People who find themselves unable to work due to a disability may be eligible for social security disability insurance benefits. However, understanding the social security disability requirements is important for people who are considering applying for benefits.
There are certain disabilities that are listed by the Social Security Administration (SSA) as qualifying disabilities. People who suffer from a disability that is not listed by the SSA may still be eligible for benefits. A person must be able to prove that they are disabled and cannot reasonably work in any position for which they are qualified in order to be found eligible for benefits. This determination will be made using medical records that have been completed by a licensed medical professional.
Past Work History
Social security eligibility is dependent on a person's ability to display that they have worked in the recent past. This is because people who work have a portion of their paycheck deducted each pay period in order to pay for social security disability insurance coverage. Applying for benefits is essentially the same as filing a claim on an insurance policy.
People who work earn social security disability credits that are based on the amount of income that is earned. The amount of money that equals one credit varies per year and is currently set at $1,160. Individuals may earn up to four credit per year.
The number of credits that are needed in order for an individual to be eligible for benefits depends on their age and the number of years they have worked. For example, a person who becomes disabled at age 21 must have worked a minimum of one and a half years and earned six credits in order to be eligible for benefits.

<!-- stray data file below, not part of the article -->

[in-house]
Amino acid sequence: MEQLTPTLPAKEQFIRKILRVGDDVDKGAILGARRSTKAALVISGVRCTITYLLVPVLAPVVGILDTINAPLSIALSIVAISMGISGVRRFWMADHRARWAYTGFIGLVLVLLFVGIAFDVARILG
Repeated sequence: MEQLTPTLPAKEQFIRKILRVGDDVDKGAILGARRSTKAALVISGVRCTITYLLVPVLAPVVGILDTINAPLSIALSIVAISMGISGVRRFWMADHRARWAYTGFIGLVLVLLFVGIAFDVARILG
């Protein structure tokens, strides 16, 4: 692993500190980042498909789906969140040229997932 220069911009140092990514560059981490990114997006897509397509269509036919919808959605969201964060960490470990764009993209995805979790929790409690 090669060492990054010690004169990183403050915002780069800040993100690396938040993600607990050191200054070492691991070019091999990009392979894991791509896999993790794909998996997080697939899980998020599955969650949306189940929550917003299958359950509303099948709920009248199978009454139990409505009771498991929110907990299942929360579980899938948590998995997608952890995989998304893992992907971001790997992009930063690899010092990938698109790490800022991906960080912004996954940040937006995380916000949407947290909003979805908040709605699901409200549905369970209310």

The purpose of social security benefits is to provide financial support for people who are completely unable to work. Income limits are imposed to ensure that people who are able to earn a substantial amount of money through working are not collecting disability benefits.
The maximum amount of money that a person can earn each month is adjusted on an annual basis. Work that leads to an income of more than $1,040 each month is considered to be substantial gainful activity (SGA). Blind social security insurance applicants are able to make up to $1,740 per year. People who are earning above the SGA income limit are not considered to be disabled for social security disability purposes.
Supplemental Security Income (SSI)
SSI eligibility is slightly different than social security disability requirements. This is a benefit that is intended to be paid to people who are low income. Individuals may make up to $710 per month in order to be eligible for these benefits. Couples may make up to $1,066 per month.
Social security eligibility can be confusing for people who are unfamiliar with the process of applying and qualifying for benefits. Work history, current income and disability status are all considered when eligibility is being determined.